CRYSTAL LAKE – Thor Laisy can still hear the regal sounds of the herald trumpets and see the crisp formations of the clap-cad musicians unfold on a football field.
Thirty years later, the memories of the nationally acclaimed Crystal Lake Heraldry Guard remain strong for many associated with the group, which is why Laisy is hoping to reunite the band for one night to celebrate its history and accomplishments.
"I don't know that you could ever replicate what they did again," Laisy said of the band's run from 1978 to 1982 that included finishing as one of the top-10 marching bands in the nation. "It was such a talented group, and it had the full support of the community. It was synergistic."
Before the band became a national, award-winning group, it started as an idea from Crystal Lake Central High School music director Bill Laskey who wanted to field a competitive marching band. Laskey started a competitive marching band at Central High School in 1974 known as the Marching Tigers that achieved some success.
But when Crystal Lake South High School opened in 1978, Laskey was able to bring together students from both schools and create the Crystal Lake Heraldry Guard, which focused all its efforts on summer competitions.
The group had an ambitious schedule, Laisy said, as it would fit in 15 competitions from June to mid-July, competing in regional and national events in Michigan, Indiana, Illinois, Wisconsin, Iowa and Florida.
One of its crowning achievements that led in part to its top-10 national ranking came in July 1979 when the Heraldry Guard won the Governor's Trophy at the Cherry Land Festival in Traverse City, Michigan.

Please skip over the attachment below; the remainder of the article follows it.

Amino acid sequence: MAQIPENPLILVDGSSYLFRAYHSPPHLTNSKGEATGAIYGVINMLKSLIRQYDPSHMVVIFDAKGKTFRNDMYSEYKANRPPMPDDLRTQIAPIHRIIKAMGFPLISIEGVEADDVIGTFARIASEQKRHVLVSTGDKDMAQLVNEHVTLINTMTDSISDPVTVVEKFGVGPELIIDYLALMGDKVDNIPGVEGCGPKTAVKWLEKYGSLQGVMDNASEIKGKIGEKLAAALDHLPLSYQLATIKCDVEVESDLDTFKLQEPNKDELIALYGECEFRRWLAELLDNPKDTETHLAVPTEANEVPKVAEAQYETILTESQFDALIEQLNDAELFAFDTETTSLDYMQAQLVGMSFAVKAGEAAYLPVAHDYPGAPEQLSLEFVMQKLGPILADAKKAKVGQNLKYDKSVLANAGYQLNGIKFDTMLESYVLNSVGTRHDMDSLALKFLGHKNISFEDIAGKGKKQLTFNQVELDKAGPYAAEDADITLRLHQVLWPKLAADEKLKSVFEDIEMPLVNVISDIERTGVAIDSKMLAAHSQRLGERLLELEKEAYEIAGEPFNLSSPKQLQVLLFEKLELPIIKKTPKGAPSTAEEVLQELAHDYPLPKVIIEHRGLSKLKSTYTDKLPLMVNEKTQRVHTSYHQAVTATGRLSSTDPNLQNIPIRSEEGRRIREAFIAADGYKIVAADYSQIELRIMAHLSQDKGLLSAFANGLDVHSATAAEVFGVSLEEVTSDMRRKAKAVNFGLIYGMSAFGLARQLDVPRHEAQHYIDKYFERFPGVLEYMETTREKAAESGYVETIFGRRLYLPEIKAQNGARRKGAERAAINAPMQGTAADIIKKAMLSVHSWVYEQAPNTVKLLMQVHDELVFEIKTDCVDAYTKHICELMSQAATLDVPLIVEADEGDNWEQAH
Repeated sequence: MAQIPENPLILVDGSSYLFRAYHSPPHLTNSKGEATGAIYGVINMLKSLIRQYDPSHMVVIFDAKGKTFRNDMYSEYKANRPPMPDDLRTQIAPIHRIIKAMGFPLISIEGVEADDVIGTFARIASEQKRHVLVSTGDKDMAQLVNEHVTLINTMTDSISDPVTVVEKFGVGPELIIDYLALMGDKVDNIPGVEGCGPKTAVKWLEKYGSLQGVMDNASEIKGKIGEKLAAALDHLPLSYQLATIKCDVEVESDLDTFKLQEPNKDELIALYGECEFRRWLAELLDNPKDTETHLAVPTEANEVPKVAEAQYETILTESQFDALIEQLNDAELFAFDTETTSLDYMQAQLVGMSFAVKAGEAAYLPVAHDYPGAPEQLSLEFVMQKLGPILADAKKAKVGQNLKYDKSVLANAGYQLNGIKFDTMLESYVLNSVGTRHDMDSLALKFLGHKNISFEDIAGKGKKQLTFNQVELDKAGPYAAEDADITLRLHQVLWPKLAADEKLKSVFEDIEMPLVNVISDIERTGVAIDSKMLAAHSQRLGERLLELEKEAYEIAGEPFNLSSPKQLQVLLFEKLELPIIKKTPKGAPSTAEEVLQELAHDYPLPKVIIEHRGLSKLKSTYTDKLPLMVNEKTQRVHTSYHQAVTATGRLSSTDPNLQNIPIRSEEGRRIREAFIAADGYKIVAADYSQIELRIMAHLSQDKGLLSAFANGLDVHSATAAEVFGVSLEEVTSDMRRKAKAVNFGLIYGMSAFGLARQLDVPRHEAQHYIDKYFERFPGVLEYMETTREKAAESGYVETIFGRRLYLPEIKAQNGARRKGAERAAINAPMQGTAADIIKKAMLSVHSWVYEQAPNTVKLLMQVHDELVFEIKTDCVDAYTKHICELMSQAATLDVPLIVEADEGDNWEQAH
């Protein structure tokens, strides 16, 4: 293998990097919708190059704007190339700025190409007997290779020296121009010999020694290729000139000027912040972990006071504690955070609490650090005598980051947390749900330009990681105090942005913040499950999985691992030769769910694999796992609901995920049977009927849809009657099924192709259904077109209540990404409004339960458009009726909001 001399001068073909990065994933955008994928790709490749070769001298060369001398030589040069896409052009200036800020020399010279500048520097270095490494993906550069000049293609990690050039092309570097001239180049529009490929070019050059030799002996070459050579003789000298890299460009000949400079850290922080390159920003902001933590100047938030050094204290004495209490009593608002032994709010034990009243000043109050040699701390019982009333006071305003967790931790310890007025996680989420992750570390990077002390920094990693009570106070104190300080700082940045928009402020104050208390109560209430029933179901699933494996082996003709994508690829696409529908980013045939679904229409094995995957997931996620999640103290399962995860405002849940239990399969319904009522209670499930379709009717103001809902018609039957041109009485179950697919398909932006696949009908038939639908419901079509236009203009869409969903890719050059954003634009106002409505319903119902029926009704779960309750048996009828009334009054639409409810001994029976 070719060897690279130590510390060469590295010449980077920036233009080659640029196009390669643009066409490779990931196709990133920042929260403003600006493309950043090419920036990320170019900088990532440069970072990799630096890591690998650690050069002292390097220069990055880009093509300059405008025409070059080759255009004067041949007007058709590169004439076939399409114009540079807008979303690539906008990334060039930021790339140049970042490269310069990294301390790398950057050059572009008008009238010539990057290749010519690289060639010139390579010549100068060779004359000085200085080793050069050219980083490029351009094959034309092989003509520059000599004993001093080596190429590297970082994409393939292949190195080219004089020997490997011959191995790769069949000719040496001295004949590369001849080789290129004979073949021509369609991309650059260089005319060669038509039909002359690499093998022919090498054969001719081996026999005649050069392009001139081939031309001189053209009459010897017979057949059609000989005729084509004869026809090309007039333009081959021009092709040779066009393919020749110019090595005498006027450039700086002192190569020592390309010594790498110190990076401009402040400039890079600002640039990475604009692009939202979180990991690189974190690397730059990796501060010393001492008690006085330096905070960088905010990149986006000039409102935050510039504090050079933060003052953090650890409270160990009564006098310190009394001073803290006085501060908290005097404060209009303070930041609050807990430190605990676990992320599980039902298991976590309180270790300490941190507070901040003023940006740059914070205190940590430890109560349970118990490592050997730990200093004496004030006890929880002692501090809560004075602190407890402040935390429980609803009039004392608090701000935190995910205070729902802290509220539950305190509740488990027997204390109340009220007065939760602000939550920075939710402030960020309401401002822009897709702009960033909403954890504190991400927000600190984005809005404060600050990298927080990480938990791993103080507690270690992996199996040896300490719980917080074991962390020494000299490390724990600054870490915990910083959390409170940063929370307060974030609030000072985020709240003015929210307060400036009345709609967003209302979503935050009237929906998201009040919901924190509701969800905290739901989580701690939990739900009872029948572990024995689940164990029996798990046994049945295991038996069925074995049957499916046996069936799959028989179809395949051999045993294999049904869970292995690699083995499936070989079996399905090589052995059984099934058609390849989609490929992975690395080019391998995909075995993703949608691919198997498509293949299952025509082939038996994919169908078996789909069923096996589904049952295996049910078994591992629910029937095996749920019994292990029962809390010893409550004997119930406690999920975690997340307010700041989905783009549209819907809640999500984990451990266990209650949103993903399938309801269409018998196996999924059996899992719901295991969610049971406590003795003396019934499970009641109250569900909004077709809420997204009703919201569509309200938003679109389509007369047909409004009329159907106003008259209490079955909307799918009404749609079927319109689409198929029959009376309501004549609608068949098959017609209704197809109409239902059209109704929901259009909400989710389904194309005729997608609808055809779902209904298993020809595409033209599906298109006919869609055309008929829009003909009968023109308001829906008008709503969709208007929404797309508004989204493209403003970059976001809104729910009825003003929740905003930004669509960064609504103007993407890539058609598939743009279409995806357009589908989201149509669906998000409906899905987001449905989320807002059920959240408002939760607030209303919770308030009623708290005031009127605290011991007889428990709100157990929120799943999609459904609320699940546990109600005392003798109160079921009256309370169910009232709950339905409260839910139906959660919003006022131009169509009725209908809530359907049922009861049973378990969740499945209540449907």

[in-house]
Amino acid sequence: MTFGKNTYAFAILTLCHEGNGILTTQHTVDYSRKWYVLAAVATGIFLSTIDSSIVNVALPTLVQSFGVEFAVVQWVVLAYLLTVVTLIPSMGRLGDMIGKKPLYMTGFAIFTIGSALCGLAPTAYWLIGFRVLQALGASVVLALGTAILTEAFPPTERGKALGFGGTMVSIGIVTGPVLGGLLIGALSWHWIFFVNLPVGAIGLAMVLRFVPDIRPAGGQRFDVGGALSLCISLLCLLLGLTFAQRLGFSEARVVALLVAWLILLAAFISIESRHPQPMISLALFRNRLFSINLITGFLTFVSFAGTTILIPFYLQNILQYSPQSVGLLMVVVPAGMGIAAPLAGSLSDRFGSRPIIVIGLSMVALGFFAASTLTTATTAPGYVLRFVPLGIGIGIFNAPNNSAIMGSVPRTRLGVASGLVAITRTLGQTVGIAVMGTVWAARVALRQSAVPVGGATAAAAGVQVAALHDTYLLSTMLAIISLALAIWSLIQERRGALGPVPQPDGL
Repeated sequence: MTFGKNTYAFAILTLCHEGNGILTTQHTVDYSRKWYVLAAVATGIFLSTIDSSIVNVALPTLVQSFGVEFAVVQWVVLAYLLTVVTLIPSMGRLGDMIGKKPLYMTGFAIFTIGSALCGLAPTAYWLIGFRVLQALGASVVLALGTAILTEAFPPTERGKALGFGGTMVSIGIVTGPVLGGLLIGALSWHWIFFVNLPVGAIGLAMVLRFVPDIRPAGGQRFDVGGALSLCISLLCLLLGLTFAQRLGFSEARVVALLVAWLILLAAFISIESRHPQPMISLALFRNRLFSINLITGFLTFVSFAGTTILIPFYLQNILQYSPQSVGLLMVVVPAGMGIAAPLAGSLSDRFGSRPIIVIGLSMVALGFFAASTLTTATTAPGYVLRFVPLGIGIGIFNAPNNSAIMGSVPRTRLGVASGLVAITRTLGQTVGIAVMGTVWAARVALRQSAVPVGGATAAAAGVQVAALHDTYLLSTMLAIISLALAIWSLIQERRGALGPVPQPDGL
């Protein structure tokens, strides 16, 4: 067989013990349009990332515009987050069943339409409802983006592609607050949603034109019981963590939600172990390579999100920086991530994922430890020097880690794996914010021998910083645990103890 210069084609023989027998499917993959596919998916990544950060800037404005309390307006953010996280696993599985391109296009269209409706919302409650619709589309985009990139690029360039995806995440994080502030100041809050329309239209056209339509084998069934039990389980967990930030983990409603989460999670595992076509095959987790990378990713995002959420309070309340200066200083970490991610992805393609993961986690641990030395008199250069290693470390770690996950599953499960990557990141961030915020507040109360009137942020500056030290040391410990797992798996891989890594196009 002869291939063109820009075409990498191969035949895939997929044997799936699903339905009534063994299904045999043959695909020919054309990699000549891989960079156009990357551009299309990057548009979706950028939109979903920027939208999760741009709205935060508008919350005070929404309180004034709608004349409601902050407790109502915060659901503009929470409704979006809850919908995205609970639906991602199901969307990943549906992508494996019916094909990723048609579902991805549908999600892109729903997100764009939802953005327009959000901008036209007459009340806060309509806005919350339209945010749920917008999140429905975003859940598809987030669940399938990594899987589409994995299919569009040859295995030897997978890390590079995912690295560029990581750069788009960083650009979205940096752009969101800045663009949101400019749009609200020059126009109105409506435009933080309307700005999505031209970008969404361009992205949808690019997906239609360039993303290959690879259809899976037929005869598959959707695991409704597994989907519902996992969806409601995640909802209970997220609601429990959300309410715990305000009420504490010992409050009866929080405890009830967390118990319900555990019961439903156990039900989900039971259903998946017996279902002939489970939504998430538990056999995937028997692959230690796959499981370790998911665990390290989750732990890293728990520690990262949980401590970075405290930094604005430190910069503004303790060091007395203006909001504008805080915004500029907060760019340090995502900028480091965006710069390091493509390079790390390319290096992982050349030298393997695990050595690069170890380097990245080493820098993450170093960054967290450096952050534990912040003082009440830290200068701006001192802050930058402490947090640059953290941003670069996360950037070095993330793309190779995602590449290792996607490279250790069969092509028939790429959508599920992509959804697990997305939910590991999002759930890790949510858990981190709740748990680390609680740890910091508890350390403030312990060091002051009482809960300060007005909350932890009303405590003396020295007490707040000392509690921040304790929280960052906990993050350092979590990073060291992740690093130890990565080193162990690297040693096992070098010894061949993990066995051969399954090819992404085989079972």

The Heraldry Guard quickly became known for its signature entrance featuring eight herald trumpeters that would form two lines for the rest of the band to walk through while the trumpeters played the famous Olympic Fanfare and Theme.
"It was truly an impressive maneuver," Laisy said. "I don't know how anyone could watch it and not get excited."
The band grew so much in the late '70s that a secondary group known as the Squires was formed because not everyone could fit on the field for the formations. People in the Squires would be added to the Heraldry Guard as members left.
At one time, Laskey had 22 paid instructors helping to build the show.
Kurt Begalka, administrator for the McHenry County Historical Society, was an alto saxophone player for the Marching Tigers, graduating in 1977 right before the pinnacle years of the group.
Begalka said there was a strong music culture in Crystal Lake that led to the success as well as a lot of talented musicians.
"When I was a senior they were freshmen or sophomores ... so I was very excited to see them do well," Begalka said of the Heraldry Guard. "It was a lot of fun, and there was a lot of camaraderie. It was like a family."
The success of the group would not have been possible without the support of the community, Laisy said, noting local businesses and fundraising efforts from members raised nearly $100,000 each year for the extensive travel.
The Crystal Lake Plaza merchants even donated the eight herald trumpets that became a signature piece of the group.
Laisy said he has worked with former boosters and members to put together the Oct. 19 reunion event at The Pointe Outreach Center in Crystal Lake.
The event, at 5650 Northwest Highway, will feature the video of the award-winning performance in Traverse City, Michigan, in July 1979. There also will be a short, 15-minute video on the history of the group that will play on loop during the event, Laisy said.
The reunion begins at 3 p.m. and will include refreshments.
All former members of the Heraldry Guard or Marching Tigers and boosters and supporters are welcome to come.
For information, contact Laisy at 815-455-3555 or at email@example.com.